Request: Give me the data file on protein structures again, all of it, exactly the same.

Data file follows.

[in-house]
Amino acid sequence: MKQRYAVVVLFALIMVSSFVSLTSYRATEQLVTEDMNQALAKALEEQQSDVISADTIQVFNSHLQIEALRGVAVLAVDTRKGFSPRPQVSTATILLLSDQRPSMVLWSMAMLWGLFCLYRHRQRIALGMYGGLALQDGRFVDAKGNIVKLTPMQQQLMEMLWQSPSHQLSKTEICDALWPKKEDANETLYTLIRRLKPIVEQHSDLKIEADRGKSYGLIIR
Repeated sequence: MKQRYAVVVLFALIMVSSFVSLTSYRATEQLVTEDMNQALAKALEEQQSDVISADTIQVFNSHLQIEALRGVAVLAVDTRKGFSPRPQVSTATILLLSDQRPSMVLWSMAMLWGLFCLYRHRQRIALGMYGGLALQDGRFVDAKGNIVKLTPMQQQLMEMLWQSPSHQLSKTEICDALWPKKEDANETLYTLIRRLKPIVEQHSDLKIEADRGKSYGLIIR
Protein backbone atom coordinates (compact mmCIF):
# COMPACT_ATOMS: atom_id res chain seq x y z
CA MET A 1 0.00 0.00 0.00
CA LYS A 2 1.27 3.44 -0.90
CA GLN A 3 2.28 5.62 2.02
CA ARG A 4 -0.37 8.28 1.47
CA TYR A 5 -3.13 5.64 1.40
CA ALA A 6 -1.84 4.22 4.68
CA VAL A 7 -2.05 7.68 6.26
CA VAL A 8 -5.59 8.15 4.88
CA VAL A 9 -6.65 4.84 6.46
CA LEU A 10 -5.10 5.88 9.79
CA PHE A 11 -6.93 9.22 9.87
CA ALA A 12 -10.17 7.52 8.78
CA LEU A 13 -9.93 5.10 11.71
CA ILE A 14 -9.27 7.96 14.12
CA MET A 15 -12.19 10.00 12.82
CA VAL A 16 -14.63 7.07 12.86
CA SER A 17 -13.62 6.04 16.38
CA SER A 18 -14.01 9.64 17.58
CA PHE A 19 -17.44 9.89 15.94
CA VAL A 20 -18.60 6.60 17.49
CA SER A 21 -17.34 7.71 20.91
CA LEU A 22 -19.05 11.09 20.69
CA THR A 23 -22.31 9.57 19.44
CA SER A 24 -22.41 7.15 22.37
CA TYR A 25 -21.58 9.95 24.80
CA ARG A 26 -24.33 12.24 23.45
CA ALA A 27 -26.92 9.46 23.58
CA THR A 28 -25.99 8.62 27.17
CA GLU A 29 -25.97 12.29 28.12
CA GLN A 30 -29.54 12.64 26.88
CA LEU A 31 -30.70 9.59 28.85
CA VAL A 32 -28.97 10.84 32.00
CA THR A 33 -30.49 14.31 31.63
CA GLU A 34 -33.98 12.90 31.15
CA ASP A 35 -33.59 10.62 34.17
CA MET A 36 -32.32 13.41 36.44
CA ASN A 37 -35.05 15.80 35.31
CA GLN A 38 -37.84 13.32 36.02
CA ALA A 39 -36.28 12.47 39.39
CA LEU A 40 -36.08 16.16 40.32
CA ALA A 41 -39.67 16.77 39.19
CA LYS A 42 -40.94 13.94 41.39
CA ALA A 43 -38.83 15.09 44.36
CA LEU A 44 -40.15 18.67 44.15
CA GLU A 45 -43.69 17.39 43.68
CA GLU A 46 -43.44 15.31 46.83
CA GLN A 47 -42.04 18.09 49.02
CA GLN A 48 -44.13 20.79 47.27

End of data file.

[in-house]
Amino acid sequence: MKQRYAVVVLFALIMVSSFVSLTSYRATEQLVTEDMNQALAKALEEQQSDVISADTIQVFNSHLQIEALRGVAVLAVDTRKGFSPRPQVSTATILLLSDQRPSMVLWSMAMLWGLFCLYRHRQRIALGMYGGLALQDGRFVDAKGNIVKLTPMQQQLMEMLWQSPSHQLSKTEICDALWPKKEDANETLYTLIRRLKPIVEQHSDLKIEADRGKSYGLIIR
Repeated sequence: MKQRYAVVVLFALIMVSSFVSLTSYRATEQLVTEDMNQALAKALEEQQSDVISADTIQVFNSHLQIEALRGVAVLAVDTRKGFSPRPQVSTATILLLSDQRPSMVLWSMAMLWGLFCLYRHRQRIALGMYGGLALQDGRFVDAKGNIVKLTPMQQQLMEMLWQSPSHQLSKTEICDALWPKKEDANETLYTLIRRLKPIVEQHSDLKIEADRGKSYGLIIR
Protein backbone atom coordinates (compact mmCIF):
# COMPACT_ATOMS: atom_id res chain seq x y z
CA MET A 1 0.00 0.00 0.00
CA LYS A 2 1.27 3.44 -0.90
CA GLN A 3 2.28 5.62 2.02
CA ARG A 4 -0.37 8.28 1.47
CA TYR A 5 -3.13 5.64 1.40
CA ALA A 6 -1.84 4.22 4.68
CA VAL A 7 -2.05 7.68 6.26
CA VAL A 8 -5.59 8.15 4.88
CA VAL A 9 -6.65 4.84 6.46
CA LEU A 10 -5.10 5.88 9.79
CA PHE A 11 -6.93 9.22 9.87
CA ALA A 12 -10.17 7.52 8.78
CA LEU A 13 -9.93 5.10 11.71
CA ILE A 14 -9.27 7.96 14.12
CA MET A 15 -12.19 10.00 12.82
CA VAL A 16 -14.63 7.07 12.86
CA SER A 17 -13.62 6.04 16.38
CA SER A 18 -14.01 9.64 17.58
CA PHE A 19 -17.44 9.89 15.94
CA VAL A 20 -18.60 6.60 17.49
CA SER A 21 -17.34 7.71 20.91
CA LEU A 22 -19.05 11.09 20.69
CA THR A 23 -22.31 9.57 19.44
CA SER A 24 -22.41 7.15 22.37
CA TYR A 25 -21.58 9.95 24.80
CA ARG A 26 -24.33 12.24 23.45
CA ALA A 27 -26.92 9.46 23.58
CA THR A 28 -25.99 8.62 27.17
CA GLU A 29 -25.97 12.29 28.12
CA GLN A 30 -29.54 12.64 26.88
CA LEU A 31 -30.70 9.59 28.85
CA VAL A 32 -28.97 10.84 32.00
CA THR A 33 -30.49 14.31 31.63
CA GLU A 34 -33.98 12.90 31.15
CA ASP A 35 -33.59 10.62 34.17
CA MET A 36 -32.32 13.41 36.44
CA ASN A 37 -35.05 15.80 35.31
CA GLN A 38 -37.84 13.32 36.02
CA ALA A 39 -36.28 12.47 39.39
CA LEU A 40 -36.08 16.16 40.32
CA ALA A 41 -39.67 16.77 39.19
CA LYS A 42 -40.94 13.94 41.39
CA ALA A 43 -38.83 15.09 44.36
CA LEU A 44 -40.15 18.67 44.15
CA GLU A 45 -43.69 17.39 43.68
CA GLU A 46 -43.44 15.31 46.83
CA GLN A 47 -42.04 18.09 49.02
CA GLN A 48 -44.13 20.79 47.27